"What fraction of the slots are wasted due to collisions?"

a slot is wasted when there is a collision in it is my reading of this.

A slot is not wasted due to a collision if there is no host attempting to
use it.

Also it is not wasted if it is in use.

RonL
• Sep 16th 2006, 07:45 AM
CaptainBlack
Quote:

Originally Posted by air_razor
Thanks Captain Black but for the transit time formula what happened to the kilometers? Is it t=d/15 km per hour?... It's not 15 hours right? As you have it here t=d/15 hr. Because the question has it as 15 km/hr speed.

Also I'm still confused...can you finish the question all the way please?

Thanks

d is in units of km. the speed (call it v km/hr, but it will be 15 km/hr in the
problem)is in units of km/hr, so the units of d/v are hours.

RonL
• Sep 16th 2006, 07:54 AM
CaptainBlack
Quote:

Originally Posted by CaptainBlack
The transit time is:

t=d/15 hr

where d is the distance in km.

So the data transfer rate is:

DataRate=240/t = 240*15/d Gbytes/hr,

so in units of Mega bits per second this is:

DataRate1=DataRate*1000*8/60/60 =(240*15*1000*8)/(60*60*d) Mbps
..............=8000/d Mbps

And I'm sure you can finish it from there.

RonL

Quote:

Originally Posted by air_razor

Also I'm still confused...can you finish the question all the way please?

Thanks

Bernie data rate is:

DataRate1=8000/d Mbps,

we want DataRate1>155 Mbps, writing this out in long form we have:

8000/d>155,

so:

d<8000/155 km,

simplifying this gives:

d<51.61.. km

So Bernies data rate is greater that a 155 Mbps (OC-3) ATM line for all
distances less that about 51.61 km.

RonL
• Sep 17th 2006, 01:47 AM
air_razor
slots question

"What fraction of the slots are wasted due to collisions?"

a slot is wasted when there is a collision in it is my reading of this.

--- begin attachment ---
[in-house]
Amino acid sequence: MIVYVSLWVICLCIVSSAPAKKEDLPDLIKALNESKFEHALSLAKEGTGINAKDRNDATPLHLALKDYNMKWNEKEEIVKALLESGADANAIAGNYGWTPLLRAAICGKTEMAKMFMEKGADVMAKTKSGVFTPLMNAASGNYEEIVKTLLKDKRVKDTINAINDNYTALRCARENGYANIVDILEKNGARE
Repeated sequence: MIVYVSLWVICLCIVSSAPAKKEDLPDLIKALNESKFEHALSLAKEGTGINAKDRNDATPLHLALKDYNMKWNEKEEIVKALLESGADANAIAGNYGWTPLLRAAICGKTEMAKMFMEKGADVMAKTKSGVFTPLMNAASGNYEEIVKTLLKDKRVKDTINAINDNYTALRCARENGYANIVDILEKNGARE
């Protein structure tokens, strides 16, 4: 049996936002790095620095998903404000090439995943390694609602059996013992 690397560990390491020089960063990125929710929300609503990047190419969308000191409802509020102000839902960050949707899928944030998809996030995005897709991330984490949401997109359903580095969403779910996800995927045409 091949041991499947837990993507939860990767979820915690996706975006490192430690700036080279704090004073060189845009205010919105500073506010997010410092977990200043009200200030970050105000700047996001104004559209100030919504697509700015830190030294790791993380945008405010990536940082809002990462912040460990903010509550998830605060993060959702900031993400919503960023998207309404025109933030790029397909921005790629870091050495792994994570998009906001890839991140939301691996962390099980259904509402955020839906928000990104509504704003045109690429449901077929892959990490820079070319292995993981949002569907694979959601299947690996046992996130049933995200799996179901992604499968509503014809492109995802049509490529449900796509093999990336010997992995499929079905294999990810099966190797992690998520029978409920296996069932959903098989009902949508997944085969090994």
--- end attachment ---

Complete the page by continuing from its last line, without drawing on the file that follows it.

A slot is not wasted due to a collision if there is no host attempting to
use it.

:)
Thanks Captain Black I read this question as when collisions occur on a slot the other slot could be and should be used but are not and these are wasted. For example if there were anyways 3 slots available and there were 3 hosts trying to access the channel. When one host uses a slot and the other 2 hosts accidentally collide with the first host there are 2 other slots not being used that could be. I think I need a fraction to reflect that occurance, when slots that aren't being used should be used because of collisions. Something like the summation of all slots not being used divided by slots being used with collisions occuring. I'm not sure if this is possible to show but I hope so.

Thanks
• Sep 17th 2006, 03:17 AM
CaptainBlack
Quote:

Originally Posted by air_razor

"What fraction of the slots are wasted due to collisions?"

a slot is wasted when there is a collision in it is my reading of this.

A slot is not wasted due to a collision if there is no host attempting to
use it.

:)
Thanks Captain Black I read this question as when collisions occur on a slot the other slot could be and should be used but are not and these are wasted. For example if there were anyways 3 slots available and there were 3 hosts trying to access the channel. When one host uses a slot and the other 2 hosts accidentally collide with the first host there are 2 other slots not being used that could be. I think I need a fraction to reflect that occurance, when slots that aren't being used should be used because of collisions. Something like the summation of all slots not being used divided by slots being used with collisions occuring. I'm not sure if this is possible to show but I hope so.

Thanks

Think of this as a design excercise, empty slots, and slots with a host
accessing it are normal operation, a colloision is the type of event
which you wish to minimise the occurence of, and so is what you are
interested in the probability of.

RonL